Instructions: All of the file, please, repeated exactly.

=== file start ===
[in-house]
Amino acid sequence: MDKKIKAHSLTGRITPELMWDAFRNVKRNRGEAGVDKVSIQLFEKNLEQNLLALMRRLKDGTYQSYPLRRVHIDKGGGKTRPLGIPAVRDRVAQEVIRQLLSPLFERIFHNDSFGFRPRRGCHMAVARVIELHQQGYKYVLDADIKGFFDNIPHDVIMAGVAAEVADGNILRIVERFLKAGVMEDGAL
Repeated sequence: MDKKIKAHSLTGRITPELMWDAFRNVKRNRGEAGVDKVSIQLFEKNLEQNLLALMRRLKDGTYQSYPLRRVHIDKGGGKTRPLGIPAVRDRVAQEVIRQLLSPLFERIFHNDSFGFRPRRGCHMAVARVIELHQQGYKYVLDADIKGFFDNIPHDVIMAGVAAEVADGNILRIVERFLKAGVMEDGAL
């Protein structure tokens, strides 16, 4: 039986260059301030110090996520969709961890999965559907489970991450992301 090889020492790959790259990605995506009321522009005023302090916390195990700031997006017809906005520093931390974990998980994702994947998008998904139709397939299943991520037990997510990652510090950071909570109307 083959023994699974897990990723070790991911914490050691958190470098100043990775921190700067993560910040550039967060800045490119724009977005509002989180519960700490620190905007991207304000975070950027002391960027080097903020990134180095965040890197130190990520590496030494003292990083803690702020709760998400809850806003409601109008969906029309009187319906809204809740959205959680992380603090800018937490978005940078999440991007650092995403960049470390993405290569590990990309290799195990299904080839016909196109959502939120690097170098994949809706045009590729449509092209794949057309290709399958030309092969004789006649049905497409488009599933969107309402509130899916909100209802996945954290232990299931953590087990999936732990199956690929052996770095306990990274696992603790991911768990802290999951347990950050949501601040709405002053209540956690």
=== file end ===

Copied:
[in-house]
Amino acid sequence: MDKKIKAHSLTGRITPELMWDAFRNVKRNRGEAGVDKVSIQLFEKNLEQNLLALMRRLKDGTYQSYPLRRVHIDKGGGKTRPLGIPAVRDRVAQEVIRQLLSPLFERIFHNDSFGFRPRRGCHMAVARVIELHQQGYKYVLDADIKGFFDNIPHDVIMAGVAAEVADGNILRIVERFLKAGVMEDGAL
Repeated sequence: MDKKIKAHSLTGRITPELMWDAFRNVKRNRGEAGVDKVSIQLFEKNLEQNLLALMRRLKDGTYQSYPLRRVHIDKGGGKTRPLGIPAVRDRVAQEVIRQLLSPLFERIFHNDSFGFRPRRGCHMAVARVIELHQQGYKYVLDADIKGFFDNIPHDVIMAGVAAEVADGNILRIVERFLKAGVMEDGAL
């Protein structure tokens, strides 16, 4: 039986260059301030110090996520969709961890999965559907489970991450992301 090889020492790959790259990605995506009321522009005023302090916390195990700031997006017809906005520093931390974990998980994702994947998008998904139709397939299943991520037990997510990652510090950071909570109307 083959023994699974897990990723070790991911914490050691958190470098100043990775921190700067993560910040550039967060800045490119724009977005509002989180519960700490620190905007991207304000975070950027002391960027080097903020990134180095965040890197130190990520590496030494003292990083803690702020709760998400809850806003409601109008969906029309009187319906809204809740959205959680992380603090800018937490978005940078999440991007650092995403960049470390993405290569590990990309290799195990299904080839016909196109959502939120690097170098994949809706045009590729449509092209794949057309290709399958030309092969004789006649049905497409488009599933969107309402509130899916909100209802996945954290232990299931953590087990999936732990199956690929052996770095306990990274696992603790991911768990802290999951347990950050949501601040709405002053209540956690």